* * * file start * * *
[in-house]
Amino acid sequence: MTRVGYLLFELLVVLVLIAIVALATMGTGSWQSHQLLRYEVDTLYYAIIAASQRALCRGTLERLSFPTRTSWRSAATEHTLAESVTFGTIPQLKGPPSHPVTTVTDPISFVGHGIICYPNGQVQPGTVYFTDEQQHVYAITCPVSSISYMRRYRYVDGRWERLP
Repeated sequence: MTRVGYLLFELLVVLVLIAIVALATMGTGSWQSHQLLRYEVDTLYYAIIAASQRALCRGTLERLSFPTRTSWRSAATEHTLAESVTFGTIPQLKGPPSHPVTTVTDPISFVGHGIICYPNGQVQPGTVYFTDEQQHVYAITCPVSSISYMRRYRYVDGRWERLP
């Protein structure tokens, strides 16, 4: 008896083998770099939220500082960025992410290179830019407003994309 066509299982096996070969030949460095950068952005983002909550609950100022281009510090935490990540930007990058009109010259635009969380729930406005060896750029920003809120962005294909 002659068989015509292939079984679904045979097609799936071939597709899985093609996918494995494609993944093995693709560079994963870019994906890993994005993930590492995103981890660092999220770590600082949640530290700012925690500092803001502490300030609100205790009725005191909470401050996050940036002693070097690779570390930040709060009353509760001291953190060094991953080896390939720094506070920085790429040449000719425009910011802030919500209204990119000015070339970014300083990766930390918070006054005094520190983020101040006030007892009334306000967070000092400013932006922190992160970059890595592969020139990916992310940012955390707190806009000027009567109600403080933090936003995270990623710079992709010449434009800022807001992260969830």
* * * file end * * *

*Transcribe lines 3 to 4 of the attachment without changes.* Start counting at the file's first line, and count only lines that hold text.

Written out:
Repeated sequence: MTRVGYLLFELLVVLVLIAIVALATMGTGSWQSHQLLRYEVDTLYYAIIAASQRALCRGTLERLSFPTRTSWRSAATEHTLAESVTFGTIPQLKGPPSHPVTTVTDPISFVGHGIICYPNGQVQPGTVYFTDEQQHVYAITCPVSSISYMRRYRYVDGRWERLP
């Protein structure tokens, strides 16, 4: 008896083998770099939220500082960025992410290179830019407003994309 066509299982096996070969030949460095950068952005983002909550609950100022281009510090935490990540930007990058009109010259635009969380729930406005060896750029920003809120962005294909 002659068989015509292939079984679904045979097609799936071939597709899985093609996918494995494609993944093995693709560079994963870019994906890993994005993930590492995103981890660092999220770590600082949640530290700012925690500092803001502490300030609100205790009725005191909470401050996050940036002693070097690779570390930040709060009353509760001291953190060094991953080896390939720094506070920085790429040449000719425009910011802030919500209204990119000015070339970014300083990766930390918070006054005094520190983020101040006030007892009334306000967070000092400013932006922190992160970059890595592969020139990916992310940012955390707190806009000027009567109600403080933090936003995270990623710079992709010449434009800022807001992260969830």